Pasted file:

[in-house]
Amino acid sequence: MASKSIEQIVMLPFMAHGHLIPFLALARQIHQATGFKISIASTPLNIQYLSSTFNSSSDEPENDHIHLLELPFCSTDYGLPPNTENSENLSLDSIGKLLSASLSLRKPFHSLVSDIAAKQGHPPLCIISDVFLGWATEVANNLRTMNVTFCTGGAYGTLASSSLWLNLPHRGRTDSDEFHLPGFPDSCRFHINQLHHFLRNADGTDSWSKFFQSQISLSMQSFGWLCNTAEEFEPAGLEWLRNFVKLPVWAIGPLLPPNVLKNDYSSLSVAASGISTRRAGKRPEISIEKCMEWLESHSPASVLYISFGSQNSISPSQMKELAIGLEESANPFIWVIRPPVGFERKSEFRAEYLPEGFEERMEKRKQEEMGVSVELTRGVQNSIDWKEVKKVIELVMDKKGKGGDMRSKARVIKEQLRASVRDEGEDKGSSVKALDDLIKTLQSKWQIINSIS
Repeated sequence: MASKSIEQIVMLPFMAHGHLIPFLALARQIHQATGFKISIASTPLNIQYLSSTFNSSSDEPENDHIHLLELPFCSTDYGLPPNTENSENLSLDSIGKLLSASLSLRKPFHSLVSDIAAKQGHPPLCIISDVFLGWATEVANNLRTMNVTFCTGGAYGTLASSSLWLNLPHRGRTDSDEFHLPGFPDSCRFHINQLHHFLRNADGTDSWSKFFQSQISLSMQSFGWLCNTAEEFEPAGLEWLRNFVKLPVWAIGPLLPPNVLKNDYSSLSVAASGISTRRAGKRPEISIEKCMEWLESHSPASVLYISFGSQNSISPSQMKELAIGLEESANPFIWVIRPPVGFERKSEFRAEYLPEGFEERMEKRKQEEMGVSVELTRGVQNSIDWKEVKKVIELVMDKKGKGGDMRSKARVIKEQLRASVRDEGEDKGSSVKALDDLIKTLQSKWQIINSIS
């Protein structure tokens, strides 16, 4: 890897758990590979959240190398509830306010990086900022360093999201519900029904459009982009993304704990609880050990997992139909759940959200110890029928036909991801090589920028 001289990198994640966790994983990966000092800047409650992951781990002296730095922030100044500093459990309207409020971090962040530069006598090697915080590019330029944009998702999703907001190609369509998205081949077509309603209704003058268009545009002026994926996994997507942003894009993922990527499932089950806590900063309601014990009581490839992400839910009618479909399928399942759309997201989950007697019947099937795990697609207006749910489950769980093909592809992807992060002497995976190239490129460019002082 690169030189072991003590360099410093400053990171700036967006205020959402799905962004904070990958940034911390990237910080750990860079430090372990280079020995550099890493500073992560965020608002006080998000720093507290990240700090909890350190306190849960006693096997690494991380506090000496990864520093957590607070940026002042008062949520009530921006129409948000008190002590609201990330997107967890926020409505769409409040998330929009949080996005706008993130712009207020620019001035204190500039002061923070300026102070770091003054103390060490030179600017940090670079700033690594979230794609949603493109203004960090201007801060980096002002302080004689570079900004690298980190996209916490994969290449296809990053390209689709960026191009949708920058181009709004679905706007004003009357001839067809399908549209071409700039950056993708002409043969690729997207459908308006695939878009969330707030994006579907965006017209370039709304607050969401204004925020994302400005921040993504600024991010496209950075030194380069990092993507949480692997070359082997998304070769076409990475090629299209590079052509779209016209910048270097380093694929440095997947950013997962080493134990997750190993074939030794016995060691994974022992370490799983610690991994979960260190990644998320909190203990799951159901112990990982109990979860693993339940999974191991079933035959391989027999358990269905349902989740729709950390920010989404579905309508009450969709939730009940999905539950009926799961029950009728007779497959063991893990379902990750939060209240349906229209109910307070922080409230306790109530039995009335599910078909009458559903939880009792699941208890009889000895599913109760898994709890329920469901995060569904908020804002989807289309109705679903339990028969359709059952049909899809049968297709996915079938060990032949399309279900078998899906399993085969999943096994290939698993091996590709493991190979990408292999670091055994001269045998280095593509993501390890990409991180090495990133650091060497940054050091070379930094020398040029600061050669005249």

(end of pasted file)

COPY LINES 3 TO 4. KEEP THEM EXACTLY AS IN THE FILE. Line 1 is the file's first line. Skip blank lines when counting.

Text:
Repeated sequence: MASKSIEQIVMLPFMAHGHLIPFLALARQIHQATGFKISIASTPLNIQYLSSTFNSSSDEPENDHIHLLELPFCSTDYGLPPNTENSENLSLDSIGKLLSASLSLRKPFHSLVSDIAAKQGHPPLCIISDVFLGWATEVANNLRTMNVTFCTGGAYGTLASSSLWLNLPHRGRTDSDEFHLPGFPDSCRFHINQLHHFLRNADGTDSWSKFFQSQISLSMQSFGWLCNTAEEFEPAGLEWLRNFVKLPVWAIGPLLPPNVLKNDYSSLSVAASGISTRRAGKRPEISIEKCMEWLESHSPASVLYISFGSQNSISPSQMKELAIGLEESANPFIWVIRPPVGFERKSEFRAEYLPEGFEERMEKRKQEEMGVSVELTRGVQNSIDWKEVKKVIELVMDKKGKGGDMRSKARVIKEQLRASVRDEGEDKGSSVKALDDLIKTLQSKWQIINSIS
């Protein structure tokens, strides 16, 4: 890897758990590979959240190398509830306010990086900022360093999201519900029904459009982009993304704990609880050990997992139909759940959200110890029928036909991801090589920028 001289990198994640966790994983990966000092800047409650992951781990002296730095922030100044500093459990309207409020971090962040530069006598090697915080590019330029944009998702999703907001190609369509998205081949077509309603209704003058268009545009002026994926996994997507942003894009993922990527499932089950806590900063309601014990009581490839992400839910009618479909399928399942759309997201989950007697019947099937795990697609207006749910489950769980093909592809992807992060002497995976190239490129460019002082 690169030189072991003590360099410093400053990171700036967006205020959402799905962004904070990958940034911390990237910080750990860079430090372990280079020995550099890493500073992560965020608002006080998000720093507290990240700090909890350190306190849960006693096997690494991380506090000496990864520093957590607070940026002042008062949520009530921006129409948000008190002590609201990330997107967890926020409505769409409040998330929009949080996005706008993130712009207020620019001035204190500039002061923070300026102070770091003054103390060490030179600017940090670079700033690594979230794609949603493109203004960090201007801060980096002002302080004689570079900004690298980190996209916490994969290449296809990053390209689709960026191009949708920058181009709004679905706007004003009357001839067809399908549209071409700039950056993708002409043969690729997207459908308006695939878009969330707030994006579907965006017209370039709304607050969401204004925020994302400005921040993504600024991010496209950075030194380069990092993507949480692997070359082997998304070769076409990475090629299209590079052509779209016209910048270097380093694929440095997947950013997962080493134990997750190993074939030794016995060691994974022992370490799983610690991994979960260190990644998320909190203990799951159901112990990982109990979860693993339940999974191991079933035959391989027999358990269905349902989740729709950390920010989404579905309508009450969709939730009940999905539950009926799961029950009728007779497959063991893990379902990750939060209240349906229209109910307070922080409230306790109530039995009335599910078909009458559903939880009792699941208890009889000895599913109760898994709890329920469901995060569904908020804002989807289309109705679903339990028969359709059952049909899809049968297709996915079938060990032949399309279900078998899906399993085969999943096994290939698993091996590709493991190979990408292999670091055994001269045998280095593509993501390890990409991180090495990133650091060497940054050091070379930094020398040029600061050669005249």